Radiant energy from the sun, the basis of life on Earth, can be captured and amplified by home gardeners for use as a soil pest-control tool. In a simple technique called soil solarization, gardeners lay a clear plastic tarp atop garden soil, concentrating the sun’s energy in the top 12 to 18 inches. The heat trapped below the plastic can reach highs of 140°F in the top 6 inches, killing weed seeds, insects, nematodes, and many fungal and bacterial pathogens, including those that cause verticillium wilt, fusarium wilt, potato scab, damping off, crown gall disease, and phytophthora root rot. The beneficial effects from solarization are greatest near the soil surface and decrease with depth.
James J. Stapleton, Ph.D., an Integrated Pest Management plant pathologist at the University of California’s Kearney Agricultural Center Academic Unit in Parlier, California, has studied solarization since he was a graduate student in the late 1970s. Probably the biggest advantage of solarization for home gardeners, he says, is weed control, “but solarization is a general biocidal treatment that mimics the effect of soil fumigation with a fumigant chemical, and will kill pests in the soil.”
While the benefits can be big, solarization will put the garden out of commission for 4 to 6 weeks during the sunniest, hottest time of the year, Stapleton says—the peak growth period for many garden crops. “In the West—and especially here in California—the growing season is fairly long and you can solarize in the summer and follow it with a fall garden crop,” he says. “In other places, if your garden is big enough, you could solarize part of it and actively garden the rest, or if you have a bad problem with soil pests, you might be willing to forgo gardening for a year and solarize instead.”
Solarization is a simple, four-step process, Stapleton says. Step one: Cultivate the soil, and collect and dispose of dead plants and other debris that might harbor pests. Step two: Level and smooth the soil surface. Step three: Irrigate the soil very well to at least 12 inches deep to increase its heat conductivity. Step four: Lay a clear plastic tarp on the soil surface. (1 to 4 mil painter’s plastic works well and is readily available.) Anchor the edges of the tarp with soil. The closer to the soil surface the plastic is, the better the heating. Remove the tarp after 4 to 6 weeks and resume gardening. Don’t keep the plastic on much longer than that, or it will begin to break into pieces.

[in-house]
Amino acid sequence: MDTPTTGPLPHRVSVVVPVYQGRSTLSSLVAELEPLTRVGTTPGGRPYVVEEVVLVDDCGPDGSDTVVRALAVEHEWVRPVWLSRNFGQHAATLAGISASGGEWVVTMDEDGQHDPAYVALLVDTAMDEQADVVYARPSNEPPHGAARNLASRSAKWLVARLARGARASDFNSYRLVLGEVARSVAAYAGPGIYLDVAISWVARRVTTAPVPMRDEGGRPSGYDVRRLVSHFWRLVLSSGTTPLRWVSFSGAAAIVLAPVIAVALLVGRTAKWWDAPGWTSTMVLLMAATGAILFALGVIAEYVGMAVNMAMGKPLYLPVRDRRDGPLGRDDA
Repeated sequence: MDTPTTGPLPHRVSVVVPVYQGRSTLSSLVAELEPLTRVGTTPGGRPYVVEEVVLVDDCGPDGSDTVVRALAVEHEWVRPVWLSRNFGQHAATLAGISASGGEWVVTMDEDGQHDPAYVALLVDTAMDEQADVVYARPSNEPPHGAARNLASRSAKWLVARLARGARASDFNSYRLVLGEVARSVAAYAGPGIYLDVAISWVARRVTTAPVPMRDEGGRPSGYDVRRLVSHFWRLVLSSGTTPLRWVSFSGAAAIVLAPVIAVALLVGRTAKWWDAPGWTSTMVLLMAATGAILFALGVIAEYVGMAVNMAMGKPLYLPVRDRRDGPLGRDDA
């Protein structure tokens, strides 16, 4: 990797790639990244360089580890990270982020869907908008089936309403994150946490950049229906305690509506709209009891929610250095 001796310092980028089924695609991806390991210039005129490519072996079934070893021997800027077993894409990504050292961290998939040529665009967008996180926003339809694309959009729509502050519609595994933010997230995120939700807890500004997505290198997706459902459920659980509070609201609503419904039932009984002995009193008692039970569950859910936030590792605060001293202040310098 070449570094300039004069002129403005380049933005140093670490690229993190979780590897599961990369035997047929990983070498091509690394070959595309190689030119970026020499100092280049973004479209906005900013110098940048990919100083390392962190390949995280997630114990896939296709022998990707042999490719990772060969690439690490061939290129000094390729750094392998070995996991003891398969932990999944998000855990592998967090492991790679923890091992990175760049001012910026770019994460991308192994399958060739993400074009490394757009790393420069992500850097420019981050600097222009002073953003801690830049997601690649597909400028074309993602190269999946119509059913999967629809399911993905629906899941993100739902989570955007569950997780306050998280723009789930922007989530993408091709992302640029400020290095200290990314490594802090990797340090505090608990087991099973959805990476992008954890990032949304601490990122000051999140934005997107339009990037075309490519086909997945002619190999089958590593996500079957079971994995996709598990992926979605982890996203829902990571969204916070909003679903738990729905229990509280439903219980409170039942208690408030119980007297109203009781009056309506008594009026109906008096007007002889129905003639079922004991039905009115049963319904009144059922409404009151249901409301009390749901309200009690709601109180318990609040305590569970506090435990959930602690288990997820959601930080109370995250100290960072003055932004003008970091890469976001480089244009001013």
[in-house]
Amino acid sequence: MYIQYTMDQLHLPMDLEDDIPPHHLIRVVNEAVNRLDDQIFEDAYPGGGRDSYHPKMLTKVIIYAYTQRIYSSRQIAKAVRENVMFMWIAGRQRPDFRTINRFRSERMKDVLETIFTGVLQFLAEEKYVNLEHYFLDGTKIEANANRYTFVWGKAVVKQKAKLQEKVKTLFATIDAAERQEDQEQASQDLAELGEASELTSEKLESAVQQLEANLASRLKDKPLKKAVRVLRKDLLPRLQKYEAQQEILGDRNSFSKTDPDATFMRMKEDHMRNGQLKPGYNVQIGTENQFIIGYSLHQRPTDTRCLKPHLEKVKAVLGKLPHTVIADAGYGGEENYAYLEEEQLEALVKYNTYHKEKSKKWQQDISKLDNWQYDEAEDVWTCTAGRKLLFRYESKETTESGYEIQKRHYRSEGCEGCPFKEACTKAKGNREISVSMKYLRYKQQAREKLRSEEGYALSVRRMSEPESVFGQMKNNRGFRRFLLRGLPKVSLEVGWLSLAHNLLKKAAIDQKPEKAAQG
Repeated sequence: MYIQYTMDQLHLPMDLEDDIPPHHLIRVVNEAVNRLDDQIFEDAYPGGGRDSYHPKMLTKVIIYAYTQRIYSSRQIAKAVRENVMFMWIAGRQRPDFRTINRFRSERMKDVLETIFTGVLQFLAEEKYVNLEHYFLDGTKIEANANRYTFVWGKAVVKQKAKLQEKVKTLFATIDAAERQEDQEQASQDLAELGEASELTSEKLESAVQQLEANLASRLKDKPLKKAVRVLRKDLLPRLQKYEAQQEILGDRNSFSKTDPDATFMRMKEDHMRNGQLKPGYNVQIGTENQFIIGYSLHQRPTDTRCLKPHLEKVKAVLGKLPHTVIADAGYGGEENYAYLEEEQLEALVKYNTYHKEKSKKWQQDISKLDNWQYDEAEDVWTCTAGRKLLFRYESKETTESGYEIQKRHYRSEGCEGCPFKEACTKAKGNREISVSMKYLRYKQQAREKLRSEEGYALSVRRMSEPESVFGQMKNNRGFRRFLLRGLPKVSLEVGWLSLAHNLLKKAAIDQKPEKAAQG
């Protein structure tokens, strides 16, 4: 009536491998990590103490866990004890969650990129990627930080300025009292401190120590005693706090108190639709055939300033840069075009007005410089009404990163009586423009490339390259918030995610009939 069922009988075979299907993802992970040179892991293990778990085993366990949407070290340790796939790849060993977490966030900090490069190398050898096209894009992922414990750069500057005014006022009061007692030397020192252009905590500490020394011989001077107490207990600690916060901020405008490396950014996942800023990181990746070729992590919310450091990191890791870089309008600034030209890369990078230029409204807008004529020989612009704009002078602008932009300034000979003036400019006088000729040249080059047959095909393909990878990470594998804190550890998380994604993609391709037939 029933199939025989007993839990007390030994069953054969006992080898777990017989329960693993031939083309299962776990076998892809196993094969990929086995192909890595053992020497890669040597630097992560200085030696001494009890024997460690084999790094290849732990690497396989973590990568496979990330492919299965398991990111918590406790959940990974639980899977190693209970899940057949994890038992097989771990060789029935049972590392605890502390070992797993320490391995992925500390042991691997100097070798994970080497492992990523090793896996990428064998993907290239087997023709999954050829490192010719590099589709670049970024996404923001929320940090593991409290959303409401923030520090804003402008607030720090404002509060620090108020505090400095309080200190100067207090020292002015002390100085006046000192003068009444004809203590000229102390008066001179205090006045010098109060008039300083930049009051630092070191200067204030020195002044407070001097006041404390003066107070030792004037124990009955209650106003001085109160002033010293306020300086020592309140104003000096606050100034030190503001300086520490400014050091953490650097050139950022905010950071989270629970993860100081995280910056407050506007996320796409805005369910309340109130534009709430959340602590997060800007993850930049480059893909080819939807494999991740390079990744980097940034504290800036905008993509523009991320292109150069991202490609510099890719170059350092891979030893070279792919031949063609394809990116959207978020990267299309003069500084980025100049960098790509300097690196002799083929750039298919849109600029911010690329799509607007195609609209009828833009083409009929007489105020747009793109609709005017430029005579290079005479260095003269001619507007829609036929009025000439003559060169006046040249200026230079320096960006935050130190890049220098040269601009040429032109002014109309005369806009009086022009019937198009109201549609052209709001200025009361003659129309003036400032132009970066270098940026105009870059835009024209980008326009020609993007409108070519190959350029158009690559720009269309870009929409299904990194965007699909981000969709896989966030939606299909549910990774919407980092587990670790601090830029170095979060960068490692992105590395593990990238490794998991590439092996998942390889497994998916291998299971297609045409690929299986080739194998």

The heat that is concentrated under the tarp often kills pest organisms more readily than beneficials, Stapleton says, because soilborne pests tend to die out more easily in the absence of plants, while beneficials are more adaptable. Mobile pests—nematodes and insects in the juvenile or adult stages—may be able to escape the heat by moving out from underneath the tarp or burrowing deeper into soil.
Solarization is most effective when the weather is hot and cloudless. In areas that don’t get very warm or don’t get much sun, solarization may not work—and can even create a greenhouselike setting that actually stimulates weed growth. Gardeners in the far north and cool, foggy coastal regions should find out from a local extension agent if others have had success solarizing in their area.
A side benefit of solarization is an increase in nutrient availability, Stapleton says. As irrigated soil starts to heat up, the organic matter in it undergoes a mild cooking process. “Just like when you make soup, you add solid material to water and that solid material starts breaking down, creating a nice, nutrient-rich liquid. After solarization, those rich nutrients are available to your crops, usually at higher rates than they would be otherwise.”
Originally published in Organic Gardening Magaine April/May 2013.